Is behavior of += intentional for int?

zaur szport at gmail.com
Sun Aug 30 15:32:22 CEST 2009


On 29 авг, 23:03, Steven D'Aprano <st... at REMOVE-THIS-
cybersource.com.au> wrote:
> On Sat, 29 Aug 2009 11:11:43 -0700, zaur wrote:
> > I thought that int as object will stay the same object after += but with
> > another integer value. My intuition said me that int object which
> > represent integer value should behave this way.
>
> If it did, then you would have this behaviour:
>
> >>> n = 3                     # bind the name n to the object 3
> >>> saved_id = id(n)          # get the id of the object
> >>> n += 1                    # add one to the object 3
> >>> assert n == 4             # confirm that it has value four
> >>> assert id(n) == saved_id  # confirm that it is the same object
> >>> m = 3                     # bind the name m to the object 3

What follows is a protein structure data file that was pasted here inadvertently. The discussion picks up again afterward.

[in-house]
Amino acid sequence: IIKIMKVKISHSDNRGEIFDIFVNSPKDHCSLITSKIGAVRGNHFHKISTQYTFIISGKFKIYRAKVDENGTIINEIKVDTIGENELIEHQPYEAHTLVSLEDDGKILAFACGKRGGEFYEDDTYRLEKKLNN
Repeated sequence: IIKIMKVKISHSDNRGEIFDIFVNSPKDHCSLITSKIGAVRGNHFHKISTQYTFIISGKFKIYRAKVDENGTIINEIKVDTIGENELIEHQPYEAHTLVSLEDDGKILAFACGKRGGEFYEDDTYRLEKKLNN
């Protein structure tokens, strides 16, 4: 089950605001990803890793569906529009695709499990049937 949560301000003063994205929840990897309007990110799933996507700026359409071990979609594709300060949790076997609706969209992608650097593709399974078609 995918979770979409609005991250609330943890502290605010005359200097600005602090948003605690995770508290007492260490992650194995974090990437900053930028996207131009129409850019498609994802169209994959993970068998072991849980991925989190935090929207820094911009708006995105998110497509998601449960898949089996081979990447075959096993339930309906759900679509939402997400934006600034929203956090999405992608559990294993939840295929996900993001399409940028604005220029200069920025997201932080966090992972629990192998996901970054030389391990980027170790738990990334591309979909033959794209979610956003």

> >>> print m + 1               # but object 3 has been modified
>
> 5
>
> This would be pretty disturbing behaviour, and anything but intuitive.
>
> Fortunately, Python avoids this behaviour by making ints immutable. You
> can't change the object 3 to have any other value, it will always have
> value three, and consequently n+=1 assigns a new object to n.
>
> --
> Steven

This behavior is because small integers are cached internally. See

Python 2.6.2 (r262:71600, Apr 16 2009, 09:17:39)
[GCC 4.0.1 (Apple Computer, Inc. build 5250)] on darwin
Type "help", "copyright", "credits" or "license" for more information.
>>> a=1
>>> c=1
>>> d=10000
>>> e=10000
>>> id(a),id(c),id(d),id(e)
(16793992, 16793992, 17067336, 17067276)



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